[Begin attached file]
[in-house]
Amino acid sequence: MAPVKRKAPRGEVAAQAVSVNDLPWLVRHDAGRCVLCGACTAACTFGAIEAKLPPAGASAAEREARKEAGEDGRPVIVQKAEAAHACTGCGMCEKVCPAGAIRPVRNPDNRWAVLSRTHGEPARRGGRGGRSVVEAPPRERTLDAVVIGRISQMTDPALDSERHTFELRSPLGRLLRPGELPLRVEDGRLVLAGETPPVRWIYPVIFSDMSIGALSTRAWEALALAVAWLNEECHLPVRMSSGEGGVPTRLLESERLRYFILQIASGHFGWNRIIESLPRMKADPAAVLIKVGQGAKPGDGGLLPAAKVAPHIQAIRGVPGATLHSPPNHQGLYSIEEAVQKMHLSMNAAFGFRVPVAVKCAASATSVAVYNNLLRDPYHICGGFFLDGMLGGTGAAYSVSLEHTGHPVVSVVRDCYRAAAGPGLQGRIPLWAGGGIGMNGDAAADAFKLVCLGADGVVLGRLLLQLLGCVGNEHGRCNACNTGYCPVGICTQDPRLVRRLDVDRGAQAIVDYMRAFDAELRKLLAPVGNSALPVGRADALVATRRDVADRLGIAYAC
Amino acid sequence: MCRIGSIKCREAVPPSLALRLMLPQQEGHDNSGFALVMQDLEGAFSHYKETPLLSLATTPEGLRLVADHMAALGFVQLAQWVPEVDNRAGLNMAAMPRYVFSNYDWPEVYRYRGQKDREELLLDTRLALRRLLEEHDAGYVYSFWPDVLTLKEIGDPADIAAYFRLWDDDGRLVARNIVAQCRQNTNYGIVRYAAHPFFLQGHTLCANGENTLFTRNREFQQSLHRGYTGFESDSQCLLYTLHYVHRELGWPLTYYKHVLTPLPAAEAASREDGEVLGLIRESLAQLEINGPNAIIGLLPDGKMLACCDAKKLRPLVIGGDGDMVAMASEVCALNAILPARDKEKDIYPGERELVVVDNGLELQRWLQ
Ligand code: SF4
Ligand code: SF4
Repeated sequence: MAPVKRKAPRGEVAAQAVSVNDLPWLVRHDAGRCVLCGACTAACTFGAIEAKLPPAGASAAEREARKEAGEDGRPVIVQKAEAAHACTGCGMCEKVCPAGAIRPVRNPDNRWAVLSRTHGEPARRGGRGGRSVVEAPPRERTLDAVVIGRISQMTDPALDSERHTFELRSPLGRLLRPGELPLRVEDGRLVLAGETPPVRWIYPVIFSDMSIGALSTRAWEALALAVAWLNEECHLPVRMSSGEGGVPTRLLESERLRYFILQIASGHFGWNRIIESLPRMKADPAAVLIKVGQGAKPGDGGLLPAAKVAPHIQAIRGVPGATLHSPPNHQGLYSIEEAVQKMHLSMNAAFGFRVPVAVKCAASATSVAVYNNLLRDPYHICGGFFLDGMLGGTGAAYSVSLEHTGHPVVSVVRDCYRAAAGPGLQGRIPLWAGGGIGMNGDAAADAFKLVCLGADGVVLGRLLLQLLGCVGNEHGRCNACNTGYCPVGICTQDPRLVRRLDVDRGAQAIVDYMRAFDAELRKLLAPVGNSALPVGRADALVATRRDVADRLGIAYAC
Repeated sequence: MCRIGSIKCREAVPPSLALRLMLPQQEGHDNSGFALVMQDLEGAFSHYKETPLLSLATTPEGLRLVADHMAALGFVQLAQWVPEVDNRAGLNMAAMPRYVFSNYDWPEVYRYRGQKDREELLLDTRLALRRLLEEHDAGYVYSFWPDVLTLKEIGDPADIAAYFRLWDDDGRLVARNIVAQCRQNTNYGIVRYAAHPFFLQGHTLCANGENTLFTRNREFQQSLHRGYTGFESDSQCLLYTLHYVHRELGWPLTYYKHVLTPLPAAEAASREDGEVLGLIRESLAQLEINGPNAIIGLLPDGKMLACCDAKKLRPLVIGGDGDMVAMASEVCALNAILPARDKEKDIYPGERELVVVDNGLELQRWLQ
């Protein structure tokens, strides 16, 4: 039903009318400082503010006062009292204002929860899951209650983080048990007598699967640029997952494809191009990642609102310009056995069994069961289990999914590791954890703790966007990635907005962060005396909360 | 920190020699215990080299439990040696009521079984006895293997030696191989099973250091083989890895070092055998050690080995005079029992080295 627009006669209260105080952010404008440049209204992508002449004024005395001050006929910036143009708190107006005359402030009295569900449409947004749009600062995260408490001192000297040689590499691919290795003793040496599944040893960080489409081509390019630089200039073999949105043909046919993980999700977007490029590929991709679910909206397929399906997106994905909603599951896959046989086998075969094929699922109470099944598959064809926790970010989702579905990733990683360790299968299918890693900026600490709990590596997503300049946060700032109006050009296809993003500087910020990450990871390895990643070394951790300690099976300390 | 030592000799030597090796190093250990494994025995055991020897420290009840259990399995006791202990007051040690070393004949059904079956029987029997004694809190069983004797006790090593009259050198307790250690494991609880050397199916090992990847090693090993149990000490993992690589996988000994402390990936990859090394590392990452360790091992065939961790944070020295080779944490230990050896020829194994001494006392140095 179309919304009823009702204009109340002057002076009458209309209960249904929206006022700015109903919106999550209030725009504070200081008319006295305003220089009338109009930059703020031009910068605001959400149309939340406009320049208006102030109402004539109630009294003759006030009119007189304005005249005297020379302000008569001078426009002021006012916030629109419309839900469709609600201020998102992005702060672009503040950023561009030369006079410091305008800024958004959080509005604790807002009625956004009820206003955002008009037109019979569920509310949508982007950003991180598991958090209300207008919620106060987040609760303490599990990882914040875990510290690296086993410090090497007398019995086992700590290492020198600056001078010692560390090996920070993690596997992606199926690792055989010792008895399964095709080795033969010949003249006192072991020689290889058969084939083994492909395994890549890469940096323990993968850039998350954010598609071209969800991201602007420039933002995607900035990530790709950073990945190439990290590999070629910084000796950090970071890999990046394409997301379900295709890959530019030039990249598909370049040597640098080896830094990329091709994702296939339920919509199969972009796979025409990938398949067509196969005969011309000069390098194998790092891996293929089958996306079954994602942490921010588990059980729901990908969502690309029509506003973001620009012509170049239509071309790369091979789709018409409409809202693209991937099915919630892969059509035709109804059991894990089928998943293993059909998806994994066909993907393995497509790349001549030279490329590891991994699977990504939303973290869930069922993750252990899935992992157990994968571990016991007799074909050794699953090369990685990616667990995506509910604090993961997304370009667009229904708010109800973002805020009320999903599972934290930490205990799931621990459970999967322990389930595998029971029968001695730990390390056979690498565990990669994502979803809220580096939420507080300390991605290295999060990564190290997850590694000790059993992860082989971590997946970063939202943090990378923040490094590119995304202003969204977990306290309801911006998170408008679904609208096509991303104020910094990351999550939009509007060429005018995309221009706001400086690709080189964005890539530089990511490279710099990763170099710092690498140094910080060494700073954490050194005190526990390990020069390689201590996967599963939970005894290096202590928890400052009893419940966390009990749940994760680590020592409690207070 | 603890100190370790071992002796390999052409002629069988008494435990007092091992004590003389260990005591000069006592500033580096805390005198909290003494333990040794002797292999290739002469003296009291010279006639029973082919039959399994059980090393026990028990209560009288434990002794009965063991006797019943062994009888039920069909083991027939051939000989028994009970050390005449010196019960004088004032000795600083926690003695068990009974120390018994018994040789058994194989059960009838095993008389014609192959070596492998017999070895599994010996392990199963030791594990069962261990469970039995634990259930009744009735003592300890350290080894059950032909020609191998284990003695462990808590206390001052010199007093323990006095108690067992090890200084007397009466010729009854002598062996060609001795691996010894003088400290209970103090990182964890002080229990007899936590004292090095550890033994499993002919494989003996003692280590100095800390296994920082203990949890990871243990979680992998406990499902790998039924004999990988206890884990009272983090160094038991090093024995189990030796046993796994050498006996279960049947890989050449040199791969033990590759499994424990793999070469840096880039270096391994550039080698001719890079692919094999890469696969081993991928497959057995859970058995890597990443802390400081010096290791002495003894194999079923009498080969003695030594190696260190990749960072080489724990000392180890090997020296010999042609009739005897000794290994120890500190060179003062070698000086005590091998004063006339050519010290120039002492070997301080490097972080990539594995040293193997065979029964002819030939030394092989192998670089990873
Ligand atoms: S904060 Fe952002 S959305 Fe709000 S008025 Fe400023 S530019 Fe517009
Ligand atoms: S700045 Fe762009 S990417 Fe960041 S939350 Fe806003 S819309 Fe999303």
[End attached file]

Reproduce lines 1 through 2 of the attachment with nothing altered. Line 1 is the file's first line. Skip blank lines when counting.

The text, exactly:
[in-house]
Amino acid sequence: MAPVKRKAPRGEVAAQAVSVNDLPWLVRHDAGRCVLCGACTAACTFGAIEAKLPPAGASAAEREARKEAGEDGRPVIVQKAEAAHACTGCGMCEKVCPAGAIRPVRNPDNRWAVLSRTHGEPARRGGRGGRSVVEAPPRERTLDAVVIGRISQMTDPALDSERHTFELRSPLGRLLRPGELPLRVEDGRLVLAGETPPVRWIYPVIFSDMSIGALSTRAWEALALAVAWLNEECHLPVRMSSGEGGVPTRLLESERLRYFILQIASGHFGWNRIIESLPRMKADPAAVLIKVGQGAKPGDGGLLPAAKVAPHIQAIRGVPGATLHSPPNHQGLYSIEEAVQKMHLSMNAAFGFRVPVAVKCAASATSVAVYNNLLRDPYHICGGFFLDGMLGGTGAAYSVSLEHTGHPVVSVVRDCYRAAAGPGLQGRIPLWAGGGIGMNGDAAADAFKLVCLGADGVVLGRLLLQLLGCVGNEHGRCNACNTGYCPVGICTQDPRLVRRLDVDRGAQAIVDYMRAFDAELRKLLAPVGNSALPVGRADALVATRRDVADRLGIAYAC